Back when I was in college, your music collection, shown by your record albums, helped define who you were. It may be the same today with one's iPod for those who are at the point where self definition is a major focus. But today you are defining yourself in bits and pieces, rather than by entire albums. The New Times recently noted sales of single songs, in digital format, are now reaching record heights, up 54% this year.(The Album, A Commodity in Disfavor)
No one who likes listening to music can deny that it is fun to collect, in whatever format. One article I read started with the opening sentence that human beings must be hard wired to collect music, so diligent have we been over the years, moving from 45s to albums to reel to reel to CDs and then mp3s. In the hurry to collect, we may forget to think about and make known our preference for keeping our options open on how music will be presented in the future.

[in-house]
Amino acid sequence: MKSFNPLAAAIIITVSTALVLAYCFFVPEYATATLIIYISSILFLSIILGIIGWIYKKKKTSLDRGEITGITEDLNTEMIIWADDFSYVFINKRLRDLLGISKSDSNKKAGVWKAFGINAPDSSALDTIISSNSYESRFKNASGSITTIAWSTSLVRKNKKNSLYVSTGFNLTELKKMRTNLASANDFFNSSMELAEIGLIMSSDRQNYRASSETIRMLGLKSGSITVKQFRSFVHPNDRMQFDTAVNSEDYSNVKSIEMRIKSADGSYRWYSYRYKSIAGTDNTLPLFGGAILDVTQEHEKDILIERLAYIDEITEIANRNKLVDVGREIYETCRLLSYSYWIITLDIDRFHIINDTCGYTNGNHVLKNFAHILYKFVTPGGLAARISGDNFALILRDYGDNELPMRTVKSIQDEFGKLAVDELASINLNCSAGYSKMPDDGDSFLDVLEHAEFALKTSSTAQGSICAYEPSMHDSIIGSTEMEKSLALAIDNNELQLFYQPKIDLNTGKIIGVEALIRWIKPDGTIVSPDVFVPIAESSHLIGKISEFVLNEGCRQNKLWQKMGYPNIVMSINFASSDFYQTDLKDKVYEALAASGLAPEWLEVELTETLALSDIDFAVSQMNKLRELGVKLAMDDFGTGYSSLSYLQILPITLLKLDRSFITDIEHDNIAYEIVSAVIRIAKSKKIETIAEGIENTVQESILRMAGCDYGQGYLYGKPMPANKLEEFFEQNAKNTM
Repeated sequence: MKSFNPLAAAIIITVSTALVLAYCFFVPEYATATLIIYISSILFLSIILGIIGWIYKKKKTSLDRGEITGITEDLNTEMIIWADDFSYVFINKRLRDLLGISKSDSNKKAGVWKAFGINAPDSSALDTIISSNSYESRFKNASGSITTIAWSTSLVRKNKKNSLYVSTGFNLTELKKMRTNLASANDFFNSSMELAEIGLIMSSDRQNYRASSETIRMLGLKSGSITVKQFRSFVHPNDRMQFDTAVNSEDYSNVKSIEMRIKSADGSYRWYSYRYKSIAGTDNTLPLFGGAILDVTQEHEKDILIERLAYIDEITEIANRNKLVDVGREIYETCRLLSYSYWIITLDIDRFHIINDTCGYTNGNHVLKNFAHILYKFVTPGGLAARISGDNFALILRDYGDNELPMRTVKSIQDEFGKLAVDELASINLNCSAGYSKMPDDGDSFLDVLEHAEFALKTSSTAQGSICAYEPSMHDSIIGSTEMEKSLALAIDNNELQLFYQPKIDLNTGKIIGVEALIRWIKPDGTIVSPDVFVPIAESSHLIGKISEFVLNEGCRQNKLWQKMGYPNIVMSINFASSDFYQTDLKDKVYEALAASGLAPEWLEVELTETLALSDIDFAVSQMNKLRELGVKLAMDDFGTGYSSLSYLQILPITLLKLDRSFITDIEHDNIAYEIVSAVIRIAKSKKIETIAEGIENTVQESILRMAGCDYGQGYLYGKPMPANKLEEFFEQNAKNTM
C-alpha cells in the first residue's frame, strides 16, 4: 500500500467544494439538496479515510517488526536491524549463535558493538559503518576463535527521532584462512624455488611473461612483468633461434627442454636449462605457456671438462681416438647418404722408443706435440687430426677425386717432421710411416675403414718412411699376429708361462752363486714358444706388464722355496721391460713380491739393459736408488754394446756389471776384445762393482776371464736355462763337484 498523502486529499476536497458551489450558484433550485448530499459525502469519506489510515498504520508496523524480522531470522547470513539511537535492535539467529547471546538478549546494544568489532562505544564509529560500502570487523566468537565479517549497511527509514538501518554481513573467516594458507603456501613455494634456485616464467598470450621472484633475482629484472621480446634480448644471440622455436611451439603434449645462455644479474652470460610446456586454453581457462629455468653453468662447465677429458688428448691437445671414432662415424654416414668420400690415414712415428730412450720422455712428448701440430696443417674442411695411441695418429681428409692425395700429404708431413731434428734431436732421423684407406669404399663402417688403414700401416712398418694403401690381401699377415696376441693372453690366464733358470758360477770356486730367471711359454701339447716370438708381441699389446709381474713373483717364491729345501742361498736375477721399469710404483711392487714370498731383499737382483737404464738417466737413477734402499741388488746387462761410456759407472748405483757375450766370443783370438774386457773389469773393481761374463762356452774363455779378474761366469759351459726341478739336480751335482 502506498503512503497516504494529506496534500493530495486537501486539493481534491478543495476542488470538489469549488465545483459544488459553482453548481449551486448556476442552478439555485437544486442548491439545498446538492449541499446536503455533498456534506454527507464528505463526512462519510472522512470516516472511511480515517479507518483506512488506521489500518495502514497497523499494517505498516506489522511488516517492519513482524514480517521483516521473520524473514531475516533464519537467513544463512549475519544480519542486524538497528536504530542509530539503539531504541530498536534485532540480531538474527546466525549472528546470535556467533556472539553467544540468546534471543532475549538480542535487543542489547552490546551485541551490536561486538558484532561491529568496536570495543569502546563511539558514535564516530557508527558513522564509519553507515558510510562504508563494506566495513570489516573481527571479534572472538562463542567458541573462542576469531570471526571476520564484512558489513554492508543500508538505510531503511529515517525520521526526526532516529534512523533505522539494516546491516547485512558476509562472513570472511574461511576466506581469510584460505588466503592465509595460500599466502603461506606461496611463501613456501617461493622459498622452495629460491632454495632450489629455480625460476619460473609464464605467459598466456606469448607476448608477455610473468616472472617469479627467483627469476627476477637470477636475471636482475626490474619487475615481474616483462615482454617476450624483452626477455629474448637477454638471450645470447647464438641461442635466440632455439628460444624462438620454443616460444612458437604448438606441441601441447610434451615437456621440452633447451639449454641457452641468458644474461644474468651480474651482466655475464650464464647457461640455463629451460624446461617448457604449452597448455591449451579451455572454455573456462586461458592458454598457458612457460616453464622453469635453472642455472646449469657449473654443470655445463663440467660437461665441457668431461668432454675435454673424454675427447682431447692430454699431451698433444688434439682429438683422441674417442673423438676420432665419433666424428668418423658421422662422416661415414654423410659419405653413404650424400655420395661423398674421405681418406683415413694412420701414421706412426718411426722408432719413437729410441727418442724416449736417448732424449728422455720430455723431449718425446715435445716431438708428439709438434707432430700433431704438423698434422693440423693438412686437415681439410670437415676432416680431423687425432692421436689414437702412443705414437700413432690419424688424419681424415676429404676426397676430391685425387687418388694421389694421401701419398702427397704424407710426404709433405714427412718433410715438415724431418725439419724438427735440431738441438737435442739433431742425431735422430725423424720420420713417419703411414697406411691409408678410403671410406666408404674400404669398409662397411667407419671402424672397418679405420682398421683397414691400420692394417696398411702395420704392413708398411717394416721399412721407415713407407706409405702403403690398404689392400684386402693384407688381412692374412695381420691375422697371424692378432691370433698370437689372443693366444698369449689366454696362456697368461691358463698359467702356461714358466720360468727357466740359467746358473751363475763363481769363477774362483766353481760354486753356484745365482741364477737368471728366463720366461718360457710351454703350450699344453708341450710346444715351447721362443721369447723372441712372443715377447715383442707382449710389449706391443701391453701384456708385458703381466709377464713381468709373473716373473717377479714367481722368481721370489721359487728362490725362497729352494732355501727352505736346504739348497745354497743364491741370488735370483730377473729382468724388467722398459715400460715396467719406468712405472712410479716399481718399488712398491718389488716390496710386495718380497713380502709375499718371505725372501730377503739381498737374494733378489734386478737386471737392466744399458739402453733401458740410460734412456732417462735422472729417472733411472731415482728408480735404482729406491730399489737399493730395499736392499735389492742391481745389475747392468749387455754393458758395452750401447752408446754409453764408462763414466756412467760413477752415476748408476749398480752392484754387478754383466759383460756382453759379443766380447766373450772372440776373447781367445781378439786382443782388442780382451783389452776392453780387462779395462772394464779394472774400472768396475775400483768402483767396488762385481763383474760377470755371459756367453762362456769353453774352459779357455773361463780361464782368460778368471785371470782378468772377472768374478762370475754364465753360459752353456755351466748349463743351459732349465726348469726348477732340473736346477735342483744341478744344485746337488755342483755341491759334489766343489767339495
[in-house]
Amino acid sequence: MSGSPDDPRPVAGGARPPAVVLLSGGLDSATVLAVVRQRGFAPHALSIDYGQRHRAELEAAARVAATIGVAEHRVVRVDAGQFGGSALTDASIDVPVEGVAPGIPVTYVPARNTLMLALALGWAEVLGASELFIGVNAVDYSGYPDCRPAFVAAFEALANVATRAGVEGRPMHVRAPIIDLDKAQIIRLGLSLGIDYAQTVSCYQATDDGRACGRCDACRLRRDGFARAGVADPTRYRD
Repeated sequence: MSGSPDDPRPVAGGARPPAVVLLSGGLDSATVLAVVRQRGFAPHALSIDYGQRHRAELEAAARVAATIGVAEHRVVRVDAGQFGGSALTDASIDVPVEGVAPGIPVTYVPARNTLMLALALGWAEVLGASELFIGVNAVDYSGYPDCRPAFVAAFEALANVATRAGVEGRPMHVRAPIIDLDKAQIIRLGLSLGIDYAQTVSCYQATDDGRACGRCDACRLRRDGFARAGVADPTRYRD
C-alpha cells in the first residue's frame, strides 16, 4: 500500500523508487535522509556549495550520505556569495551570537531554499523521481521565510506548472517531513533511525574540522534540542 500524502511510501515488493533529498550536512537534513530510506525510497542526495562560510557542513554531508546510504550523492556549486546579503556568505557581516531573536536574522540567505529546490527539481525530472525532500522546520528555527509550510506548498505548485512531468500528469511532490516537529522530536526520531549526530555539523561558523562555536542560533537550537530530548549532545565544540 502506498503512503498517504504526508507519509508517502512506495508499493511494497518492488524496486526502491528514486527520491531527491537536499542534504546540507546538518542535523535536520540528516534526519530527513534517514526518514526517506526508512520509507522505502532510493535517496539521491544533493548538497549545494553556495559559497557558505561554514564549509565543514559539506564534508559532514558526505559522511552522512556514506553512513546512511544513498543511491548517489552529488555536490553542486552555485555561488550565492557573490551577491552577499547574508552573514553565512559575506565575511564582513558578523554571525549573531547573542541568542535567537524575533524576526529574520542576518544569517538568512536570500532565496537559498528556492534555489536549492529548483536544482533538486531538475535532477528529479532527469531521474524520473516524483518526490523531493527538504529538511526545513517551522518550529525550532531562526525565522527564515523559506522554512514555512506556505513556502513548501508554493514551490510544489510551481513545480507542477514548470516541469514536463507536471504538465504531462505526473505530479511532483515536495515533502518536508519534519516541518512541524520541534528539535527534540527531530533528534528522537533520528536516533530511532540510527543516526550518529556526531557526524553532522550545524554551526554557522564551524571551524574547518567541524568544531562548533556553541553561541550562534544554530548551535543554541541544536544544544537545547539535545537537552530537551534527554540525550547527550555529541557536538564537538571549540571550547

There are important policy issues involved in the delivery of music. Copyright and the illegal downloading of mp3s has gotten the most attention, but this is far from the only policy issue presented. One group that has played a key role in attempting to influence policy and make known the variety of policy/legal issues affecting the creation and delivery of music is The Future of Music Coalition .A recent article on their web site describes a "once-in-a-generation opportunity" that "could directly increase how much chamber music, jazz, vocal, world, and community arts we hear on the radio." The article discusses how this spring the FCC will give away hundreds of full power non-commercial educational licenses. Schools and their advocates would do well to at least check out this web page from time to time to catch up on the latest.